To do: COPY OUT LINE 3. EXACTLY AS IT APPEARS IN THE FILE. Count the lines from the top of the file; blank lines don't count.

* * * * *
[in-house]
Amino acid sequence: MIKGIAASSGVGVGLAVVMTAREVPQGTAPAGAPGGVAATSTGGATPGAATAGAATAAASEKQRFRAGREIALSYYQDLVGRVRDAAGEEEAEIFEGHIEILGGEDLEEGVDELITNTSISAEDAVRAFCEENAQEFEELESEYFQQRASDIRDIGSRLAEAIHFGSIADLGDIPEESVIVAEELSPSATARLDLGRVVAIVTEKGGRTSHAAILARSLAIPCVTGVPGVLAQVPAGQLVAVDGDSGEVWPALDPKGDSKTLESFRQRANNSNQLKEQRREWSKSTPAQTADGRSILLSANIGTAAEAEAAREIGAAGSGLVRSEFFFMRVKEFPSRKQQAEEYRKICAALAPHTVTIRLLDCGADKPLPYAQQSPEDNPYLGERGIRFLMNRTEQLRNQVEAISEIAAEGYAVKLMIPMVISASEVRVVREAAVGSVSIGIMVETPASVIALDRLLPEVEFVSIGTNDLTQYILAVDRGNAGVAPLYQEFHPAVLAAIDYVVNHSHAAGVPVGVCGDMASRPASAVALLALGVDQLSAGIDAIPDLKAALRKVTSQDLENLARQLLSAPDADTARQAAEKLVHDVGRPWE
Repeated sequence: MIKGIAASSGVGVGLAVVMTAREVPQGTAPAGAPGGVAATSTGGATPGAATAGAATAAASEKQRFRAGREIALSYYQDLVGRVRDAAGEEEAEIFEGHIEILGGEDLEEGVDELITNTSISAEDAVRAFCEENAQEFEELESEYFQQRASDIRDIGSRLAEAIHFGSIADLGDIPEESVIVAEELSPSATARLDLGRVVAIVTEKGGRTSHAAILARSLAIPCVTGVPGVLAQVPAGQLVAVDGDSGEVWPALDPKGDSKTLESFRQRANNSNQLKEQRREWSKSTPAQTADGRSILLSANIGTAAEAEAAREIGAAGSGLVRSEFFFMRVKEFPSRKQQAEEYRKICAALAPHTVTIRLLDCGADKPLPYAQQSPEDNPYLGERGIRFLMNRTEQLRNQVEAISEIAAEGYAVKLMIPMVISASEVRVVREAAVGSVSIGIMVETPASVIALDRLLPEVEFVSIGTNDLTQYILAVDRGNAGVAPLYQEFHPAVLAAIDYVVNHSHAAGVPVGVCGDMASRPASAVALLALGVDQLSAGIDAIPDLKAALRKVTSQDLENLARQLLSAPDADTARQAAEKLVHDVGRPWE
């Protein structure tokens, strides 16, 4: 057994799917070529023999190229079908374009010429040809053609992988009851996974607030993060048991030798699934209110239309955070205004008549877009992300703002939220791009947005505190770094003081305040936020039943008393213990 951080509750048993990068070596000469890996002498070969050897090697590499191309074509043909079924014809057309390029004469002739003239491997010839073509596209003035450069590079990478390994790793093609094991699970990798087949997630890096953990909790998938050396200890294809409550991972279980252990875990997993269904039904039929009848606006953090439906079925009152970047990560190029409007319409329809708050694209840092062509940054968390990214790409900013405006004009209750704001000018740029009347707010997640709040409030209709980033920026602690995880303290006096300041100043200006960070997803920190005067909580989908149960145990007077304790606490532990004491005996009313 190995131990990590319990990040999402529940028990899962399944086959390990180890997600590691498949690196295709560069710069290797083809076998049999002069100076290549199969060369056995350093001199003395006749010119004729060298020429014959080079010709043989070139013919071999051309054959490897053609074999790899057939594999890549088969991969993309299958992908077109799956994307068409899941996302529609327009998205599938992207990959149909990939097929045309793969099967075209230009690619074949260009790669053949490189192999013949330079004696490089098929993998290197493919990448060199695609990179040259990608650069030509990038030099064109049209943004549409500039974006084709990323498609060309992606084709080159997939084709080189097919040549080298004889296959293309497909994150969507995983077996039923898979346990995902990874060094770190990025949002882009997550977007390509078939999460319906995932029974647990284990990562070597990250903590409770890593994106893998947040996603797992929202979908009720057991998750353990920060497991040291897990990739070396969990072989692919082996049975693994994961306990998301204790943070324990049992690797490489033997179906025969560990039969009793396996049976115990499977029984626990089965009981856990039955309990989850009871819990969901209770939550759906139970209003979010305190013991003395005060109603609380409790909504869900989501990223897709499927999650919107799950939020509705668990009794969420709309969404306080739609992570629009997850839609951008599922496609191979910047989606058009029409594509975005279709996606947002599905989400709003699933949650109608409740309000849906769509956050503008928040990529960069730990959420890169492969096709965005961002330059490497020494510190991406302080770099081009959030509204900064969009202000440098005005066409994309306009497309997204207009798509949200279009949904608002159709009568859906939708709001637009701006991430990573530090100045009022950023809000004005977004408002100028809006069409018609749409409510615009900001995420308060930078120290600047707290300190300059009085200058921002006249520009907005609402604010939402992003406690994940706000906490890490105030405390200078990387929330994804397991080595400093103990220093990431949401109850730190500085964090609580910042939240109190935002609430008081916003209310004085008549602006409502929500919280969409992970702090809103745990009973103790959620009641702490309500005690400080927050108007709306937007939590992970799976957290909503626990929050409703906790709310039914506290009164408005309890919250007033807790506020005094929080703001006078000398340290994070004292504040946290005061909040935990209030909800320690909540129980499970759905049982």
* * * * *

Repeated sequence: MIKGIAASSGVGVGLAVVMTAREVPQGTAPAGAPGGVAATSTGGATPGAATAGAATAAASEKQRFRAGREIALSYYQDLVGRVRDAAGEEEAEIFEGHIEILGGEDLEEGVDELITNTSISAEDAVRAFCEENAQEFEELESEYFQQRASDIRDIGSRLAEAIHFGSIADLGDIPEESVIVAEELSPSATARLDLGRVVAIVTEKGGRTSHAAILARSLAIPCVTGVPGVLAQVPAGQLVAVDGDSGEVWPALDPKGDSKTLESFRQRANNSNQLKEQRREWSKSTPAQTADGRSILLSANIGTAAEAEAAREIGAAGSGLVRSEFFFMRVKEFPSRKQQAEEYRKICAALAPHTVTIRLLDCGADKPLPYAQQSPEDNPYLGERGIRFLMNRTEQLRNQVEAISEIAAEGYAVKLMIPMVISASEVRVVREAAVGSVSIGIMVETPASVIALDRLLPEVEFVSIGTNDLTQYILAVDRGNAGVAPLYQEFHPAVLAAIDYVVNHSHAAGVPVGVCGDMASRPASAVALLALGVDQLSAGIDAIPDLKAALRKVTSQDLENLARQLLSAPDADTARQAAEKLVHDVGRPWE